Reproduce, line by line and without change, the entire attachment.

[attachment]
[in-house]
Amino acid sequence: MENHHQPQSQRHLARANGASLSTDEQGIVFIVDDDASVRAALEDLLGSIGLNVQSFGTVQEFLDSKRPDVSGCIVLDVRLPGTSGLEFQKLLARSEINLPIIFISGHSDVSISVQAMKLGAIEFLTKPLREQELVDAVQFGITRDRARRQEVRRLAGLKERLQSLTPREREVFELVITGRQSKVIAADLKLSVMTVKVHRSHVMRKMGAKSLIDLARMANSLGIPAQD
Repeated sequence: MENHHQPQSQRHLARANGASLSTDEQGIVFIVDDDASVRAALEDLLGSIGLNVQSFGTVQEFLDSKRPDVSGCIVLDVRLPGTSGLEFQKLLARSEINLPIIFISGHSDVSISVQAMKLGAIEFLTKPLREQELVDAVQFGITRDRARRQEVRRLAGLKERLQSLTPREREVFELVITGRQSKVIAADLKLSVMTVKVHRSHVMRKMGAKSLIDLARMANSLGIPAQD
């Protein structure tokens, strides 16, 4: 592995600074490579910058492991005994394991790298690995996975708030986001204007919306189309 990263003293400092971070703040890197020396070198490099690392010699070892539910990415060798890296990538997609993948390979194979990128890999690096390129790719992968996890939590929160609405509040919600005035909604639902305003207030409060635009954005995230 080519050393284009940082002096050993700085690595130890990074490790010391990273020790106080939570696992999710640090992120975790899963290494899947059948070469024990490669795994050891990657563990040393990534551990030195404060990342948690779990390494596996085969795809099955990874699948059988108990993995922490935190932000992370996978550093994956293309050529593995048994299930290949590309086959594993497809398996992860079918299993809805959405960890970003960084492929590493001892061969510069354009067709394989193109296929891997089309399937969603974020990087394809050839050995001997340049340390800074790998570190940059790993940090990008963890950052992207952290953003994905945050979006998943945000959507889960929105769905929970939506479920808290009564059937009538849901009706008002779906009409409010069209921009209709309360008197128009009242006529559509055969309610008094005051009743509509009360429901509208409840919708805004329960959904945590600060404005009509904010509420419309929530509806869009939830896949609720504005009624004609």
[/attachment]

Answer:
[in-house]
Amino acid sequence: MENHHQPQSQRHLARANGASLSTDEQGIVFIVDDDASVRAALEDLLGSIGLNVQSFGTVQEFLDSKRPDVSGCIVLDVRLPGTSGLEFQKLLARSEINLPIIFISGHSDVSISVQAMKLGAIEFLTKPLREQELVDAVQFGITRDRARRQEVRRLAGLKERLQSLTPREREVFELVITGRQSKVIAADLKLSVMTVKVHRSHVMRKMGAKSLIDLARMANSLGIPAQD
Repeated sequence: MENHHQPQSQRHLARANGASLSTDEQGIVFIVDDDASVRAALEDLLGSIGLNVQSFGTVQEFLDSKRPDVSGCIVLDVRLPGTSGLEFQKLLARSEINLPIIFISGHSDVSISVQAMKLGAIEFLTKPLREQELVDAVQFGITRDRARRQEVRRLAGLKERLQSLTPREREVFELVITGRQSKVIAADLKLSVMTVKVHRSHVMRKMGAKSLIDLARMANSLGIPAQD
């Protein structure tokens, strides 16, 4: 592995600074490579910058492991005994394991790298690995996975708030986001204007919306189309 990263003293400092971070703040890197020396070198490099690392010699070892539910990415060798890296990538997609993948390979194979990128890999690096390129790719992968996890939590929160609405509040919600005035909604639902305003207030409060635009954005995230 080519050393284009940082002096050993700085690595130890990074490790010391990273020790106080939570696992999710640090992120975790899963290494899947059948070469024990490669795994050891990657563990040393990534551990030195404060990342948690779990390494596996085969795809099955990874699948059988108990993995922490935190932000992370996978550093994956293309050529593995048994299930290949590309086959594993497809398996992860079918299993809805959405960890970003960084492929590493001892061969510069354009067709394989193109296929891997089309399937969603974020990087394809050839050995001997340049340390800074790998570190940059790993940090990008963890950052992207952290953003994905945050979006998943945000959507889960929105769905929970939506479920808290009564059937009538849901009706008002779906009409409010069209921009209709309360008197128009009242006529559509055969309610008094005051009743509509009360429901509208409840919708805004329960959904945590600060404005009509904010509420419309929530509806869009939830896949609720504005009624004609």